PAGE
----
assessing their color quality. Here we report on the application and validation of the recently introduced statistical
approach to color quality of illumination. This new metric uses the computational grouping of a large number of test
color samples depending on the magnitude and direction of color-shift vectors in respect of just perceived differences of
chromaticity and luminance. This approach introduces single-format statistical color rendition indices, such as Color
Fidelity Index, Color Saturation Index and Color Dulling Index, which are the percentages of test color samples with
particular behavior of the color-shift vectors. The new metric has been used for the classification of practical phosphor
conversion white light-emitting diodes (LEDs) and polychromatic LED clusters into several distinct categories, such as
high-fidelity, color saturating, and color dulling light sources. We also report on the development of the tetrachromatic
light source with dynamically tailored color rendition properties and using this source for the psychophysical validation
of the statistical metric and finding subjective preferences to the color quality of lighting.
We report on the effect of transient selfheating on the spectral modulation of electroluminescence (EL) in high-power
light-emitting diodes (LEDs). In AlGaInP LEDs, which emit due to the band-to-band recombination of free carriers, the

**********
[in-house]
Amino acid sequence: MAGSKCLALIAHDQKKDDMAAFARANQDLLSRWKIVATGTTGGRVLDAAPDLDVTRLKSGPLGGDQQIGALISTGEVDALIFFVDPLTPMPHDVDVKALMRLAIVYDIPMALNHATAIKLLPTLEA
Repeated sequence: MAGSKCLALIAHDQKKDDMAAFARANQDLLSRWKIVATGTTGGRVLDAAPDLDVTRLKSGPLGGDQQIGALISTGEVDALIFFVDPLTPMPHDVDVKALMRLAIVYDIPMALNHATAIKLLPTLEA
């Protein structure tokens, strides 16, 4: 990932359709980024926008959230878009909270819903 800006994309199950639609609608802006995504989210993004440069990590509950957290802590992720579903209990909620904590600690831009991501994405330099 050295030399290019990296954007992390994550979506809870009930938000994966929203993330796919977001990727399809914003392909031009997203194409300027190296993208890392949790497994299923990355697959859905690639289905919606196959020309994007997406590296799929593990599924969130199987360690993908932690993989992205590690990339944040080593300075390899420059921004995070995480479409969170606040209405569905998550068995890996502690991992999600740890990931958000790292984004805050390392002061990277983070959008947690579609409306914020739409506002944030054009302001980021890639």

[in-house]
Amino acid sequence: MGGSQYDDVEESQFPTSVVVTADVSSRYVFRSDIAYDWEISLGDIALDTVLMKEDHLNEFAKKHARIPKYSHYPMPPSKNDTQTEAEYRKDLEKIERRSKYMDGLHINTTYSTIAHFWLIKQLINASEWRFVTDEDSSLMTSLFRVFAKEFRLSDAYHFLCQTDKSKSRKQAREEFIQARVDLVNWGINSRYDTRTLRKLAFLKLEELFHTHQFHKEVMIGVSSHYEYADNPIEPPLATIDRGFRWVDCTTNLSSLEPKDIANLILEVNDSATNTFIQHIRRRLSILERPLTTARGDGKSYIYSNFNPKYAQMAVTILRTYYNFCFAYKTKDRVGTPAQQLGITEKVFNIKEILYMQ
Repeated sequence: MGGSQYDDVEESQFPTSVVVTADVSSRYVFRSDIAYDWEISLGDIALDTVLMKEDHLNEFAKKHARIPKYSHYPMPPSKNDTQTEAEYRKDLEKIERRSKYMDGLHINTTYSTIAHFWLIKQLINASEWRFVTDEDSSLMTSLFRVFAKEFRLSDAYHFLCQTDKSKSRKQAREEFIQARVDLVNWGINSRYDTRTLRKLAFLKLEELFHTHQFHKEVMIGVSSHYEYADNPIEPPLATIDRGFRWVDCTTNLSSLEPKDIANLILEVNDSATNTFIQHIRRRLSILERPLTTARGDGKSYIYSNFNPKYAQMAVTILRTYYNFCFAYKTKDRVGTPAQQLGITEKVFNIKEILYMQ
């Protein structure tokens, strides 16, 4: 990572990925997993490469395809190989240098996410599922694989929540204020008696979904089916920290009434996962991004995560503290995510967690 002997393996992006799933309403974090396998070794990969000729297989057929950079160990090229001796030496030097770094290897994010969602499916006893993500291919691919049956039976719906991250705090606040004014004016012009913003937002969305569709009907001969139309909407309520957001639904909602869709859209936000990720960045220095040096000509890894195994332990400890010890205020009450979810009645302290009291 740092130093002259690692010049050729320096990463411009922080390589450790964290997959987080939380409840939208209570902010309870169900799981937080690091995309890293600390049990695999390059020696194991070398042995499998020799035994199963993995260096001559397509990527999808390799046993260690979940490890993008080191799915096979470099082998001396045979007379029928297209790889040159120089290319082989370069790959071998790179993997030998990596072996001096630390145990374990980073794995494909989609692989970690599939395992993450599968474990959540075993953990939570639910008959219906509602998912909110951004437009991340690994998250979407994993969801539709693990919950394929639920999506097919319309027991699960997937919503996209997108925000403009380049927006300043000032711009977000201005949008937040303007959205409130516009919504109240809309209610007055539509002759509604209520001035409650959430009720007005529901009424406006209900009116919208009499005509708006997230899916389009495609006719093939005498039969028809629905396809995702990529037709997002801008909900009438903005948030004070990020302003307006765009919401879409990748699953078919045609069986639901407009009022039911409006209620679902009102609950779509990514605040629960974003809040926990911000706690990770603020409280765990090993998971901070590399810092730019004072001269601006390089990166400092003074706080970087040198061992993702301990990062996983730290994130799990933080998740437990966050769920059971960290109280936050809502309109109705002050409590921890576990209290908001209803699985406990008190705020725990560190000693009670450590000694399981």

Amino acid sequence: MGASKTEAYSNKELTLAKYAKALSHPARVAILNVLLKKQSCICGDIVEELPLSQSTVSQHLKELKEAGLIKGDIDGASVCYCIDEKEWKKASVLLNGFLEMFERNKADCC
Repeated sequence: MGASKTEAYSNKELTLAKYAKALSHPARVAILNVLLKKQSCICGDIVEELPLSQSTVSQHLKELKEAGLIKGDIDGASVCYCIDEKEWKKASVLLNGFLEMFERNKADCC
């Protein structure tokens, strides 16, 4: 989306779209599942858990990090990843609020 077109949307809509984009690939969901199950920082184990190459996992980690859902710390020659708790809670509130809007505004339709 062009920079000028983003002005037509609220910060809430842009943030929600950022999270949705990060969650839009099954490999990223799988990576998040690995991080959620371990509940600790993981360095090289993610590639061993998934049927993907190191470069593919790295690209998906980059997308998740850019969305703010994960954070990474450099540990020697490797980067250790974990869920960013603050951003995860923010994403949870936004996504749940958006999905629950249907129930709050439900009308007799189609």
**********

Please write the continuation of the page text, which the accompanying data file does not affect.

oscillation of junction temperature was found to result in that the modulation depth has a drop around the peak photon
energy, an increased magnitude at lower energies, and a linear increase with photon energy at higher energies. These
properties of the EL modulation spectrum can be explained by a model that takes into account the thermal modulation of
band gap energy and carrier distribution function. In InGaN LEDs, almost no thermal effect on EL modulation was
found around the peak photon energy and at lower energies, whereas at higher energies, the modulation depth also
increases with photon energy. Such a spectrum of EL modulation depth can be understood in terms of localized carrier
effect at peak photon energy and lower energies and of free carrier heating at higher energies. The frequency dependence
of modulation depth at particular photon energies was shown to sensitively replicate the thermal response function of the
A set of UV light-emitting diodes (LEDs) with the peak wavelengths ranging from 255 nm to 375 nm was applied for
the investigation of spectral and decay-time fluorescence signatures in dry B. globigii spores and common airborne
interferants (albuminous, epithelium, and cellulosous materials as well as aromatic hydrocarbons). The fluorescence